Novelist Ann Patchett is best known for 2001's PEN/Faulkner Award-winning Bel Canto. Her fifth novel is State of Wonder (HarperCollins), about a pharmacologist sent to the Amazon to learn what happened to a colleague who died there. Patchett, 47, visits the Monday Night Lectures on Nov. 21. She spoke with CP in late October from her home, in Nashville, Tenn.
Did you set out to write a book set in the Amazon?
I wanted to write a book with a strong female lead that was not about falling in love or in any way being victimized, because I'm always having people at universities say to me, "We really are looking for a contemporary novel about a strong female lead who is not falling in love or being victimized," and I have a really hard time coming up with an answer for that question.
I knew that I wanted to write about a student and teacher relationship between an adult student and teacher who find each other again. I knew that the student and teacher, both women, hadn't seen each other for a long time, one of them had gone missing.
If no one had seen you for a long time and you were developing a new drug, where might you be? I wanted it to be someplace that had malaria, so then I went to the CDC and looked at all the places that have malaria and although there is more malaria in India and parts of Africa, it didn't have the potential for drug development. So, then I said, "Where is there both drug development and malaria?" I got to the Amazon.
So you did travel to the Amazon?
I did. I would say that I could have written the book without it. I have a great imagination. It was nice to go and I got things out of it. I don't do my research up front. I do my research in the middle. I think it's easy for me to get lost in the research, because the research is really fun and the writing is not. If I had gone to the Amazon before I had started the book, knowing that I wanted to write a book set in the Amazon, I would have stayed there for way too long, thinking, "I have to interview somebody else" or "I have to go see this other part," just the games that you play with yourself in order to not have to sit down and start writing. So by getting myself deep into the novel and then running down to do some research for ten days and then running back home to get to work, that worked much better for me.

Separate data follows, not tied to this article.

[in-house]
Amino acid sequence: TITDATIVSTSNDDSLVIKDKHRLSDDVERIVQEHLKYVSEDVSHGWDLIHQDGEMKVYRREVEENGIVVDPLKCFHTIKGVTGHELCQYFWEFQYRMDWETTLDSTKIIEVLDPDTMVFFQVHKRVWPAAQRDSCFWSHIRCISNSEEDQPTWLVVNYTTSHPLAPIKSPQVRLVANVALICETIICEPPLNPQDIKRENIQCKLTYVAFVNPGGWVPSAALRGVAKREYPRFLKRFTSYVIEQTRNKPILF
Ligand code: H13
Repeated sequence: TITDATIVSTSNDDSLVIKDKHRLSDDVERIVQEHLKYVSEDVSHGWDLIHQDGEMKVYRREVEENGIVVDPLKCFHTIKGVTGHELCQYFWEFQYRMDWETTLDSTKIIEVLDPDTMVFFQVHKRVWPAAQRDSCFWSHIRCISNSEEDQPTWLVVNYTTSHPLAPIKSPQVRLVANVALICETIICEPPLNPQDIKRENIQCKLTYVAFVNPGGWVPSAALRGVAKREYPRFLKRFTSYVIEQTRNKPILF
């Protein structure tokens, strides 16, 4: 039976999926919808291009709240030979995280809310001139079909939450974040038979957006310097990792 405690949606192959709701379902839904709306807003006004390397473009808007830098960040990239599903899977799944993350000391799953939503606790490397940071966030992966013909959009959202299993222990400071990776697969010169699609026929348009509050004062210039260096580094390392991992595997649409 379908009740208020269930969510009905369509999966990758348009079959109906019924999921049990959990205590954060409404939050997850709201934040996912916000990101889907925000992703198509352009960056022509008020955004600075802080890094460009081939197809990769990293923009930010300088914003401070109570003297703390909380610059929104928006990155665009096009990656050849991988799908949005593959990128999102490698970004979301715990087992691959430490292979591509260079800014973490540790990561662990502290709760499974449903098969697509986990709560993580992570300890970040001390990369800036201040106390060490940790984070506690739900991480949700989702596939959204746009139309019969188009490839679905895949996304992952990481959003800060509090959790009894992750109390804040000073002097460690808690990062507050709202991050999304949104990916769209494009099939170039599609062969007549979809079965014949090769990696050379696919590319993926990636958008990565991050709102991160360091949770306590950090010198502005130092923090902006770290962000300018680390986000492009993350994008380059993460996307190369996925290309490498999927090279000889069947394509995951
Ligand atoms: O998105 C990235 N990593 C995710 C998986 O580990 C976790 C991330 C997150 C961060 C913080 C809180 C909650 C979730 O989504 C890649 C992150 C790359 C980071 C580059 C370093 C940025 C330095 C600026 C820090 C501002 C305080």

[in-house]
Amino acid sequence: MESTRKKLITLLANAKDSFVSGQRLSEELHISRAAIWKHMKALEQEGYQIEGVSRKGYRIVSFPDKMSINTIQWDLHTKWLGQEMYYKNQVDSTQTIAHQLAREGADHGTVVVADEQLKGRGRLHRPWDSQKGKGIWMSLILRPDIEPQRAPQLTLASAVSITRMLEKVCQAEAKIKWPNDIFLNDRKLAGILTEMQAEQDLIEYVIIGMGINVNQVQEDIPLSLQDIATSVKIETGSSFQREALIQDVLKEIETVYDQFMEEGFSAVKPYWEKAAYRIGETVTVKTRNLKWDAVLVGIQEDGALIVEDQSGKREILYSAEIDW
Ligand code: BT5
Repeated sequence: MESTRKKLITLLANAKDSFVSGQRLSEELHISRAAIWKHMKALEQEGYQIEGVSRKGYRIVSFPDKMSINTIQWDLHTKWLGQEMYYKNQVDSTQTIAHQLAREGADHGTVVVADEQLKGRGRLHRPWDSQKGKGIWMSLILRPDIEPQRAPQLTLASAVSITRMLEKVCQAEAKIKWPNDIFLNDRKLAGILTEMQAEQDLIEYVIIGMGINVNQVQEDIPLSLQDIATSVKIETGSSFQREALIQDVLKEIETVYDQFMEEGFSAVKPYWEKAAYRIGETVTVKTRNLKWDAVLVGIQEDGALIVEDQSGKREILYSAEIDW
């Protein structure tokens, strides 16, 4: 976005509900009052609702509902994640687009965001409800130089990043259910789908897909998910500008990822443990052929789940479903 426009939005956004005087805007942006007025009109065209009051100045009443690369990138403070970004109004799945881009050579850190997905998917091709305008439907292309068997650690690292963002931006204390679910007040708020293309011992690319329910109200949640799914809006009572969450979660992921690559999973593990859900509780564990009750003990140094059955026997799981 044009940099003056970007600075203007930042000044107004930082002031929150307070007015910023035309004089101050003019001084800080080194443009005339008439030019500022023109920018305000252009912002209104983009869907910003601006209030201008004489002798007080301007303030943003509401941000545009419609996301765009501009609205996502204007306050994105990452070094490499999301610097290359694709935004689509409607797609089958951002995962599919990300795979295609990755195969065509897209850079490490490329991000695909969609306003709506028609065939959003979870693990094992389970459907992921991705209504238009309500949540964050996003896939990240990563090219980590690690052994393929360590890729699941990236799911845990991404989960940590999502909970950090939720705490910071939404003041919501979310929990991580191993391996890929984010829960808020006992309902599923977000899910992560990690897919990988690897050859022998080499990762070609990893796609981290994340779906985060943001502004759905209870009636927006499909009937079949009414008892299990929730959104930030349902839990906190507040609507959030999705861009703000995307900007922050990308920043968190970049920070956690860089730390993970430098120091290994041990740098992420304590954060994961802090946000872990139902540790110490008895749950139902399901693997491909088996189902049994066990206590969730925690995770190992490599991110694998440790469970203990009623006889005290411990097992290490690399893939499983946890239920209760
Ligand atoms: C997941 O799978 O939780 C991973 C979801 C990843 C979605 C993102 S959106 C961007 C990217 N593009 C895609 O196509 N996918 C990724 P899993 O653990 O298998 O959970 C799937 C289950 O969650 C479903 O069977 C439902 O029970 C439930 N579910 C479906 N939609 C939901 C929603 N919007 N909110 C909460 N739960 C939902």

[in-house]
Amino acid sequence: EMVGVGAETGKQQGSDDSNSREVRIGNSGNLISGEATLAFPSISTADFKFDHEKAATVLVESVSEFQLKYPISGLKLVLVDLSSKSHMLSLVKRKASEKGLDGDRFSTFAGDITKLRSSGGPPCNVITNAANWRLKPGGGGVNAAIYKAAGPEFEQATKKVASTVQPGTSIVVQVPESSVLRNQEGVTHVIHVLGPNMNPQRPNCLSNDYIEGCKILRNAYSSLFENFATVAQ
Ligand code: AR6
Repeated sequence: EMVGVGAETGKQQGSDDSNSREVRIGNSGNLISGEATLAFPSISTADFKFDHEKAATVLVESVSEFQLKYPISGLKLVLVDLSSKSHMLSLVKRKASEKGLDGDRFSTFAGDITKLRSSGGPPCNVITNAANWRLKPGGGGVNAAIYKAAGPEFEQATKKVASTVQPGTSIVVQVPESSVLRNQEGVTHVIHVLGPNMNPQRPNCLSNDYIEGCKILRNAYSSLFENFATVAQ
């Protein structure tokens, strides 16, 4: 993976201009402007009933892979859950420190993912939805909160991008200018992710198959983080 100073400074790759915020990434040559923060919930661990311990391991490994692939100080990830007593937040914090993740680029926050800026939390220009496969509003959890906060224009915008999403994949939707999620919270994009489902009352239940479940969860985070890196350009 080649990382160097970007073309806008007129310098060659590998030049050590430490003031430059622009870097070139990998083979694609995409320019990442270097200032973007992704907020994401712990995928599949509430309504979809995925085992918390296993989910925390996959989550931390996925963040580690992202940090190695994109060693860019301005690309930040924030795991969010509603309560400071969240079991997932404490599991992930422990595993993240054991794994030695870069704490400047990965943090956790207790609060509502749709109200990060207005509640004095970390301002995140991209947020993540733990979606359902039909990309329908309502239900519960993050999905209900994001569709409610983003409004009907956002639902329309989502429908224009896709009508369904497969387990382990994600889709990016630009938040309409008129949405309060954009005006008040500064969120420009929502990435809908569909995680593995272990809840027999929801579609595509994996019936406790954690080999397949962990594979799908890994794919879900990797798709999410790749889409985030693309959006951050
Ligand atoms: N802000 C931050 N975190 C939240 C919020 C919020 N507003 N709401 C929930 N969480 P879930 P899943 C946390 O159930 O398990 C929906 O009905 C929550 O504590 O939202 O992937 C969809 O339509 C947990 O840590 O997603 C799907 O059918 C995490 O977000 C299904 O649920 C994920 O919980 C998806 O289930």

Was it hard for you to capture the almost mythic landscape of the Amazon?
Oh, my God, it was so easy! It was just a joke. I mean this, from the bottom of my heart: I could have spent two hours in the Amazon and not only could I have written this book, but I could write every single book that I ever write for the rest of my life and set it in the Amazon.
It is so lush, there are so many weird things going on, there are so many sights, and smells and sounds, and the water looks like tea and yet it's not muddy, and there are all of these weird screeching monkeys everywhere. I really did see a moth one day that was the size of a man's handkerchief. It's just like someone is shoveling the metaphor and imagery towards you.
I think any time you see things that are strange to you, they're easier to describe. I would have a much, much harder time describing my house, or the city of Nashville and making it interesting because I'm so familiar with it; it's hard for me to see it with new eyes.
Opera was central in Bel Canto and it plays a part in State of Wonder. Is opera a special source of inspiration for you?